That rumble, er, rumbles out of the speakers, by the way. Purists don't always appreciate this ploy, but in my opinion it doesn't matter how you get there, it's the result that counts.
The Jetta GLI stands out fromt irregular sibling not only because of its different powertrain, but also because of its independent multi-link suspension on the second axle (instead of a torsion beam with shock absorbers). In this respect, both Golfs do better than the Jetta when it comes to damping, but that's not a criticism, just an observation. The stickier tires available on the GTI's upper trims are responsible for that advantage.
Steering is another of the GLI's strengths. It communicates road imperfections quite well, but also proves to be sufficiently heavy and quick for more sinuous routes. The beautiful flat-bottomed sports steering wheel is still a pleasure to hold. The same can't be said about the gearshift knob. The iconic “golf ball” lever would probably have been more appropriate – but hey, that’s a detail that can easily be corrected.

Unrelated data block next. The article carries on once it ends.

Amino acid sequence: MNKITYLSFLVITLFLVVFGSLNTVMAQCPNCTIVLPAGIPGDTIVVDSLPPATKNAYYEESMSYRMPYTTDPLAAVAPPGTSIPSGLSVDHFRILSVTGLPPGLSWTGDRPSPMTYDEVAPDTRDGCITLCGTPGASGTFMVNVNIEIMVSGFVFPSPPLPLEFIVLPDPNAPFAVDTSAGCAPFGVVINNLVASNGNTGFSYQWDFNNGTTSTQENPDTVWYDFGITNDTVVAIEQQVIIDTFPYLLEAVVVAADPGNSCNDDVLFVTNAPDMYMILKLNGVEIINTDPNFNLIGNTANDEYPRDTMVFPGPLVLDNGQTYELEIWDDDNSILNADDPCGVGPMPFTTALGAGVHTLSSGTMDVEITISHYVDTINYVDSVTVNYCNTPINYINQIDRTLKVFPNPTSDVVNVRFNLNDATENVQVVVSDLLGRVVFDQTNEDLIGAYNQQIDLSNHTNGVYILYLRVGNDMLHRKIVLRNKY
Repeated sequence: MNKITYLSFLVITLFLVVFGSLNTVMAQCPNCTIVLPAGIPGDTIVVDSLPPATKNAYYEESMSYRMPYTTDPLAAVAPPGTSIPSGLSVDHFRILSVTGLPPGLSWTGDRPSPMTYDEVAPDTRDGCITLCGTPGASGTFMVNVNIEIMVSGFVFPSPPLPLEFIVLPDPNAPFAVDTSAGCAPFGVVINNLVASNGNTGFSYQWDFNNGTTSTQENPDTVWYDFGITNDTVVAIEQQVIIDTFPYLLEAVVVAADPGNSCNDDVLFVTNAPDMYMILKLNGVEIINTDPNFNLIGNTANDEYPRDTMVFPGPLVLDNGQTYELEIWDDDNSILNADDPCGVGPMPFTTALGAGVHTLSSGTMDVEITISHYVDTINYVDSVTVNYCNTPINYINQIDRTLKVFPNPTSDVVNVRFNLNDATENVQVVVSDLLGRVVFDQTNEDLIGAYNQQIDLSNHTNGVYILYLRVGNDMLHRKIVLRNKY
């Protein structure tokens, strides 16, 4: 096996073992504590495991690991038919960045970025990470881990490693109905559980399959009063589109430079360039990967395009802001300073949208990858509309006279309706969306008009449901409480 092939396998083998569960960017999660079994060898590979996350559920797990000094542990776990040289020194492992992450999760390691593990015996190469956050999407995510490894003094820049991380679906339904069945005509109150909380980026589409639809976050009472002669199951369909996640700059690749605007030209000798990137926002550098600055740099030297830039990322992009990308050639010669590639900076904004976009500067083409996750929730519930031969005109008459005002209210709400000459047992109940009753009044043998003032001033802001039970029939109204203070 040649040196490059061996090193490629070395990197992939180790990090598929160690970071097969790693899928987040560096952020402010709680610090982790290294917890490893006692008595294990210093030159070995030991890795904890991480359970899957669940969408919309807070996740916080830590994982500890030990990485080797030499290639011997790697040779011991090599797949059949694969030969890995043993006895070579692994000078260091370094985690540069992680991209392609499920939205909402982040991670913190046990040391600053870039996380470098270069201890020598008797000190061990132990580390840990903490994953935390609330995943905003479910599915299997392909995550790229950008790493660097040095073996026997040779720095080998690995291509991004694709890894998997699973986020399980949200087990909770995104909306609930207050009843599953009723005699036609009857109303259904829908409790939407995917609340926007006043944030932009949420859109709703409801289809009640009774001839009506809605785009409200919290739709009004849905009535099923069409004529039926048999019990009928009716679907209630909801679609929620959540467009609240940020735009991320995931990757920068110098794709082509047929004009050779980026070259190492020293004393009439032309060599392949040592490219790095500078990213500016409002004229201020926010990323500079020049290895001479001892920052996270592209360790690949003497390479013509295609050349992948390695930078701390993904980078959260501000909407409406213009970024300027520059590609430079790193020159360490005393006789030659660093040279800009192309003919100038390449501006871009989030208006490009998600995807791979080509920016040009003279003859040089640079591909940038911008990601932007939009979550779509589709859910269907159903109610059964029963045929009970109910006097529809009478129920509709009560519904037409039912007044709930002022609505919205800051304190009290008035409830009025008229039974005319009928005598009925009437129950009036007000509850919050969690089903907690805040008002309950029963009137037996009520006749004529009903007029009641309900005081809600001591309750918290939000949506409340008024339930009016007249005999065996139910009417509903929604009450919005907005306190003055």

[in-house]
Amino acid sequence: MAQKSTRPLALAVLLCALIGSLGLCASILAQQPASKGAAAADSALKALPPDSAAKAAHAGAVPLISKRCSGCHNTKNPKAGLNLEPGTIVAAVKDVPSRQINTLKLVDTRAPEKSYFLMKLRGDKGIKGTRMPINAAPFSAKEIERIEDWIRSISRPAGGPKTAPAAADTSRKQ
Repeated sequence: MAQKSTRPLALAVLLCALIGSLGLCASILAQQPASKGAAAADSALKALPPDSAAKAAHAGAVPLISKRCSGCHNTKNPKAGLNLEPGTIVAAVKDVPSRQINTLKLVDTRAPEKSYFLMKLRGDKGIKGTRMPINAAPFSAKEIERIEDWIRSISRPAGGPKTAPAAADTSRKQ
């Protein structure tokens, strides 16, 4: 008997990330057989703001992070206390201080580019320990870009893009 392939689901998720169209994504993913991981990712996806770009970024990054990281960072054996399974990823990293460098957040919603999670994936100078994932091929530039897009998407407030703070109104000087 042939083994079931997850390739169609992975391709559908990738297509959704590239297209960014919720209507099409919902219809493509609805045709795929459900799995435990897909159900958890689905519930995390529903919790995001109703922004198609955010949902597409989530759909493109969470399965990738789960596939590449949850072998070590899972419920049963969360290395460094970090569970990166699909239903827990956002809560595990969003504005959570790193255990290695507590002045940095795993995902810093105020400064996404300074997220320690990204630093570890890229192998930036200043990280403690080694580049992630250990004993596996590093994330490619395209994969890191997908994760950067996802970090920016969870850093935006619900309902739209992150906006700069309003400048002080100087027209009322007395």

Overall, the Jetta GLI is more fun than it looks, especially with its relatively easy-to-find driving position, but also with its braking system, superior to that of the base Jetta. This GLI model shares front disc brakes with the previous Golf R, while the rear discs are also larger than on the base sedan.
The final word
This test drive allowed me to reconcile myself with the Jetta GLI. Yes it’s less precise than the GTI in its execution, but the GLI is still worth considering, especially if you're the sedan type. I greatly prefer the dashboard of this version and the huge trunk delivers a ton of cargo space.
On the other hand, the GLI's design is not going to blow anyone away. The eighth-generation Jetta lost some of the model’s previous European charm, something that the Golf pair still retains. Up to you to decide how much that bothers you, if at all.
Driving pleasureA comfortable sedan despite everything
The rumble of the engine
We like less
The finishing is a bit approximate in some areas